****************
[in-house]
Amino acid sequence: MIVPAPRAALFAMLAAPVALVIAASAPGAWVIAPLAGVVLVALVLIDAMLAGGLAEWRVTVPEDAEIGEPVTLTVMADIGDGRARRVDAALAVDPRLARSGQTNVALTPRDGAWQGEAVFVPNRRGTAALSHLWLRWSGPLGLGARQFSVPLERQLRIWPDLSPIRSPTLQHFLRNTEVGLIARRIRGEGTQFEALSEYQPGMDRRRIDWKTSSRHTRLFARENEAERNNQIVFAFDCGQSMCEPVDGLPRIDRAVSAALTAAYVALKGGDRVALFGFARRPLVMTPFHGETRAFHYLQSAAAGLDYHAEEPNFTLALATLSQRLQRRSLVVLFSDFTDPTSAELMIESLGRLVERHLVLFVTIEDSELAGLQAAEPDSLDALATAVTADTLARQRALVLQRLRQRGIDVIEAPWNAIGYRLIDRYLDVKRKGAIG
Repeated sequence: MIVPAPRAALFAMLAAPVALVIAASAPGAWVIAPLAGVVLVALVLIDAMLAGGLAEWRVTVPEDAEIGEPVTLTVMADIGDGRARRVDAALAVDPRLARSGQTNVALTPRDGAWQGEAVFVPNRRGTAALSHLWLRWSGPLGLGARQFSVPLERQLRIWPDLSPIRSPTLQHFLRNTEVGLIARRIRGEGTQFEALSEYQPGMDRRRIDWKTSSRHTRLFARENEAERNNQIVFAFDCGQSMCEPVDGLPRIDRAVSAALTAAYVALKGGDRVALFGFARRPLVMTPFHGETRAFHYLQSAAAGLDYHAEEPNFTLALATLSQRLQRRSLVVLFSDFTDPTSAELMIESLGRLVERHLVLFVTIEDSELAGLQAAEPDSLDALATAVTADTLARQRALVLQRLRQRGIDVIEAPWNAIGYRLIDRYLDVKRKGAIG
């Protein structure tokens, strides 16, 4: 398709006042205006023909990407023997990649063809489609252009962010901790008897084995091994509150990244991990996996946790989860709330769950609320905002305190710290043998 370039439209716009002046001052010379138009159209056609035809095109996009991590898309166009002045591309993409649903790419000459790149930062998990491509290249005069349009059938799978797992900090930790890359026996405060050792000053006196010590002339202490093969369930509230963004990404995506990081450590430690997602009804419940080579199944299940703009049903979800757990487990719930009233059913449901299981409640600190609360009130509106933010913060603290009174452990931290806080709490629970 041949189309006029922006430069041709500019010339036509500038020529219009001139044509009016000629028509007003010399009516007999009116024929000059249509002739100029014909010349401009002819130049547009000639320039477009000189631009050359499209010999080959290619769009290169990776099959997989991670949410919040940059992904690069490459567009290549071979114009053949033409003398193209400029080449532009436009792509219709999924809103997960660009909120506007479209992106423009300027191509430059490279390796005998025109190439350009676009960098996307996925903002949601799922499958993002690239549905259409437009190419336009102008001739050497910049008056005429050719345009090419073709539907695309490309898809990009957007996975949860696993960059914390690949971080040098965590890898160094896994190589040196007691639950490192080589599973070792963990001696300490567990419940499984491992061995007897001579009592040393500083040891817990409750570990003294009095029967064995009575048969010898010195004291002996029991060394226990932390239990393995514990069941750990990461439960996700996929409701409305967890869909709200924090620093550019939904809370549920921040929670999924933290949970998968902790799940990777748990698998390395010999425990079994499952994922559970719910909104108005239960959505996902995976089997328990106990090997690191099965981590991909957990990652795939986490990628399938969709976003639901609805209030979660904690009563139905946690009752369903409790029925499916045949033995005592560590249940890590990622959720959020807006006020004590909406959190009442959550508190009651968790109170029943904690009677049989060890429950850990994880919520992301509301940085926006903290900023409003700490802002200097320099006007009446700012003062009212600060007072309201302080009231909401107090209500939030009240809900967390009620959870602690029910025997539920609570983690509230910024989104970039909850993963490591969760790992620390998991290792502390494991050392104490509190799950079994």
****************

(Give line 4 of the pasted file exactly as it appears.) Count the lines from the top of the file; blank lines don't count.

């Protein structure tokens, strides 16, 4: 398709006042205006023909990407023997990649063809489609252009962010901790008897084995091994509150990244991990996996946790989860709330769950609320905002305190710290043998 370039439209716009002046001052010379138009159209056609035809095109996009991590898309166009002045591309993409649903790419000459790149930062998990491509290249005069349009059938799978797992900090930790890359026996405060050792000053006196010590002339202490093969369930509230963004990404995506990081450590430690997602009804419940080579199944299940703009049903979800757990487990719930009233059913449901299981409640600190609360009130509106933010913060603290009174452990931290806080709490629970 041949189309006029922006430069041709500019010339036509500038020529219009001139044509009016000629028509007003010399009516007999009116024929000059249509002739100029014909010349401009002819130049547009000639320039477009000189631009050359499209010999080959290619769009290169990776099959997989991670949410919040940059992904690069490459567009290549071979114009053949033409003398193209400029080449532009436009792509219709999924809103997960660009909120506007479209992106423009300027191509430059490279390796005998025109190439350009676009960098996307996925903002949601799922499958993002690239549905259409437009190419336009102008001739050497910049008056005429050719345009090419073709539907695309490309898809990009957007996975949860696993960059914390690949971080040098965590890898160094896994190589040196007691639950490192080589599973070792963990001696300490567990419940499984491992061995007897001579009592040393500083040891817990409750570990003294009095029967064995009575048969010898010195004291002996029991060394226990932390239990393995514990069941750990990461439960996700996929409701409305967890869909709200924090620093550019939904809370549920921040929670999924933290949970998968902790799940990777748990698998390395010999425990079994499952994922559970719910909104108005239960959505996902995976089997328990106990090997690191099965981590991909957990990652795939986490990628399938969709976003639901609805209030979660904690009563139905946690009752369903409790029925499916045949033995005592560590249940890590990622959720959020807006006020004590909406959190009442959550508190009651968790109170029943904690009677049989060890429950850990994880919520992301509301940085926006903290900023409003700490802002200097320099006007009446700012003062009212600060007072309201302080009231909401107090209500939030009240809900967390009620959870602690029910025997539920609570983690509230910024989104970039909850993963490591969760790992620390998991290792502390494991050392104490509190799950079994």